Dispatch 10: Kenya’s mass transit for the common manby kenya on May. 10, 2010, under Life
By Lucas Renteria
America was literally built around the automobile, a vehicle which can take an individual when and where he or she wants to go. Owning a vehicle is as common as owning a third pair of shoes. In Kenya, however, there are many people, especially in the rural areas, who do not own cars. Cars are very expensive in general, and the rough roads make maintenance a routine and costly expense. Added to that, gas is at $5.00 a gallon, the equivalent of 350/=, which for average farmers is more than they earn in a day. For those who don’t have cars, there are matatus, Kenya’s wonderful answer to mass transit for the common man.
Matatus are often retired safari vehicles which seat up to fourteen people, but this is often exceeded to increase profit. The more trips a matatu driver can make during the day along his route, the more he can earn. Not surprisingly, the vans race to and fro, honking their horns in an annoying fashion to alert those at the matatu “stages” that a ride is on the way. When I was here with St. Gregory there was no need to use a matatu, but this trip I am on my own, so I find myself using matatus as my main mode of transportation.
Here is the way it works. In every town there are places were Matatus come, fill up with passengers, and then rush off to their next destination. Some places have actual booths where you buy a ticket, hop in, and wait; these are found in the larger cities. With the others, you only have to walk up and state the place you would like to travel. And even if you are not near a station, do not worry: if you see one of these large vans coming your way, all you have to do is flag it down and it will pull over for you. One thing that is very important to note though: do not worry about the amount of people that are already in the Matatu—it is of no concern. These cars have fourteen seats in total; however, they are infamous for fitting many, many, many more people than that. In fact, I have been in one with twenty-six people; it was quite the journey. You get so close that these people you are sitting next to become more like quick intimate friends than strangers. I was told that before this year, people would cling to the tops or even cling to the backs of these vans as they roughed along the unpaved roads without any regard or even knowledge of the idea of “speed limit.”
The whole enterprise is really beautiful, impressive to watch, and almost like an exact science. The goal of the Matatu is to get as many people as possible to a specific location as fast as possible. The driver is this crazy not-a-care-in-the-world guy whose sole task is to get that car to its destination as fast as possible, helped along by his assistant, what I call “the herder.” The Herder does whatever he can to see who wants a ride. He will almost fall out of the window while waving at those walking by and waiting for a wave in response. Once the driver sees a wave and the Herder confirms that it is someone going their way, the driver pulls over and the people hop on and squeeze in. Then, with a tap on the van from the Herder, the driver pulls away. The Herder usually jumps in as the car is driving away and ever so smoothly, slams the sliding door behind him. The Herder is also in charge of collecting money from those who are picked up on the side of the road. Now, if you want to get off at a destination that is along the way, do not alert the driver! He needs to focus on speed and not crashing! All you need to do is tap the Herder and let him know. Upon arriving close to the spot you need to get off, the Herder will flick or hit the top of the roof and the driver will pull over and let you off, then quickly start up again.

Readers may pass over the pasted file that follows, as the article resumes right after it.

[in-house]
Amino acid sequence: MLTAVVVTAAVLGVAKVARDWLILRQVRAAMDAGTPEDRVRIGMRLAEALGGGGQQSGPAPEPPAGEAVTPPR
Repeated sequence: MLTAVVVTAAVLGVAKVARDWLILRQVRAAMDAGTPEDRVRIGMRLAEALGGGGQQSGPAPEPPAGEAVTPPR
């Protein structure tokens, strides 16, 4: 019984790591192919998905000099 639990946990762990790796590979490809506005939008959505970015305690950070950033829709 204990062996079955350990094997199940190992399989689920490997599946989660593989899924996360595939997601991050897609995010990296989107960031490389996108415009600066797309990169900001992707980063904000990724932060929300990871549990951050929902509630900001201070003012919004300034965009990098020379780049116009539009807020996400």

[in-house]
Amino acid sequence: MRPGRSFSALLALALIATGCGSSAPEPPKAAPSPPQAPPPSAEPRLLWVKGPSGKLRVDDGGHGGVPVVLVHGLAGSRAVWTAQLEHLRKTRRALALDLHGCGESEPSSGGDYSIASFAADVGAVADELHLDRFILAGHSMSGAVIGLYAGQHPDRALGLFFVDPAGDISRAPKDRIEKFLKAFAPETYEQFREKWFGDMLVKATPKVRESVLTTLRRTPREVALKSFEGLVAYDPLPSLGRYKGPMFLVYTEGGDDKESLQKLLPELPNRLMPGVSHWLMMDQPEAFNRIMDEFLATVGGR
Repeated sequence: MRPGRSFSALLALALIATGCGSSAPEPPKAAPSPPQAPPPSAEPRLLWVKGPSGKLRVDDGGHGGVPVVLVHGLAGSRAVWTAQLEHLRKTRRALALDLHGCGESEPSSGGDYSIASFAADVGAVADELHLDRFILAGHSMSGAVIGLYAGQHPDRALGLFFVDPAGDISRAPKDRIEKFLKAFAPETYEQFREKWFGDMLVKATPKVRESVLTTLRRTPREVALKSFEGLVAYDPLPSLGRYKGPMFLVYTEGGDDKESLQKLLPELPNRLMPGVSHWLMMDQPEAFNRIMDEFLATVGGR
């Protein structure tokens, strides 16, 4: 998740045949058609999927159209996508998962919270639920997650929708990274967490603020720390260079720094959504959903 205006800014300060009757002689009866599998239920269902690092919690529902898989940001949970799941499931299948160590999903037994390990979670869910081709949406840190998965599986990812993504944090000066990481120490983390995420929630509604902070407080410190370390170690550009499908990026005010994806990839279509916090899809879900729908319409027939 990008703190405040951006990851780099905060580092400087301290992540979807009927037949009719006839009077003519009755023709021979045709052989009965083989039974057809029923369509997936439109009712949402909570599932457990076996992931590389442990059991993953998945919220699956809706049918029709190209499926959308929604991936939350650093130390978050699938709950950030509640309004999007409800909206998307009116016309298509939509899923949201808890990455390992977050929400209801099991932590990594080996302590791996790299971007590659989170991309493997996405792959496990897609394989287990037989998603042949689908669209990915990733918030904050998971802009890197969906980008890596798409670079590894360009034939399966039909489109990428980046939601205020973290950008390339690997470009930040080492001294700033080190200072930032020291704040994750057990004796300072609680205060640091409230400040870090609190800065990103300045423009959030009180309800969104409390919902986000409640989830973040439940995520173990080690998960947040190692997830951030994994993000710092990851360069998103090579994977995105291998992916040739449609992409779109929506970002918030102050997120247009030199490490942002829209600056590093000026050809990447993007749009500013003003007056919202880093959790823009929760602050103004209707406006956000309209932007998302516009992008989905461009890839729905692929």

In these last couple of years the regulations on Matatus have begun to be enforced, and random police checks are set up along certain routes. But the Matatus drivers have figured out how to get around this. If they have more than the legal amount of people in them, they know where the police checks are, and they drop off the extra people right before they come to the checks. Then they continue on.
It is great being the “Mzungo” (foreigner) in the Matatu; I enjoy seeing who will end up sitting next to me and what their reactions will be: a scowl, glare, or a bright smile. As we all crowd up together, getting so close, I know what they’re thinking, “what in the world is this Mzungo doing?”\